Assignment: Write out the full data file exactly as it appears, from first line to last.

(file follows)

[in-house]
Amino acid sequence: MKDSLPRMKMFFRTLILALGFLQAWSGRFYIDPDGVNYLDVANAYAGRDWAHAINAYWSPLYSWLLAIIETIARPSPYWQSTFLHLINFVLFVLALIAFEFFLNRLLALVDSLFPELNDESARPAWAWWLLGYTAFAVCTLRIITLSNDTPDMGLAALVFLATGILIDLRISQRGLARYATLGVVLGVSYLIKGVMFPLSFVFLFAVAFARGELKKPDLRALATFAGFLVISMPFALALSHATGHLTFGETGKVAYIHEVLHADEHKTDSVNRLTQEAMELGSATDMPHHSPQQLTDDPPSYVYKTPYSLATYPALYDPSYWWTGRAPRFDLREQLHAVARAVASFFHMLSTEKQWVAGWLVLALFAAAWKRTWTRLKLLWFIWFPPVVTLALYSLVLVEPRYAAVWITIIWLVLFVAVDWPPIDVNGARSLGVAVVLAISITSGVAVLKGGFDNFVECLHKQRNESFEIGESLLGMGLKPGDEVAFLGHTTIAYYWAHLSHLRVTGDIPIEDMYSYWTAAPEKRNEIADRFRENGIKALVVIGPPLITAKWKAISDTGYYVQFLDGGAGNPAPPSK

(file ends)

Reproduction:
[in-house]
Amino acid sequence: MKDSLPRMKMFFRTLILALGFLQAWSGRFYIDPDGVNYLDVANAYAGRDWAHAINAYWSPLYSWLLAIIETIARPSPYWQSTFLHLINFVLFVLALIAFEFFLNRLLALVDSLFPELNDESARPAWAWWLLGYTAFAVCTLRIITLSNDTPDMGLAALVFLATGILIDLRISQRGLARYATLGVVLGVSYLIKGVMFPLSFVFLFAVAFARGELKKPDLRALATFAGFLVISMPFALALSHATGHLTFGETGKVAYIHEVLHADEHKTDSVNRLTQEAMELGSATDMPHHSPQQLTDDPPSYVYKTPYSLATYPALYDPSYWWTGRAPRFDLREQLHAVARAVASFFHMLSTEKQWVAGWLVLALFAAAWKRTWTRLKLLWFIWFPPVVTLALYSLVLVEPRYAAVWITIIWLVLFVAVDWPPIDVNGARSLGVAVVLAISITSGVAVLKGGFDNFVECLHKQRNESFEIGESLLGMGLKPGDEVAFLGHTTIAYYWAHLSHLRVTGDIPIEDMYSYWTAAPEKRNEIADRFRENGIKALVVIGPPLITAKWKAISDTGYYVQFLDGGAGNPAPPSK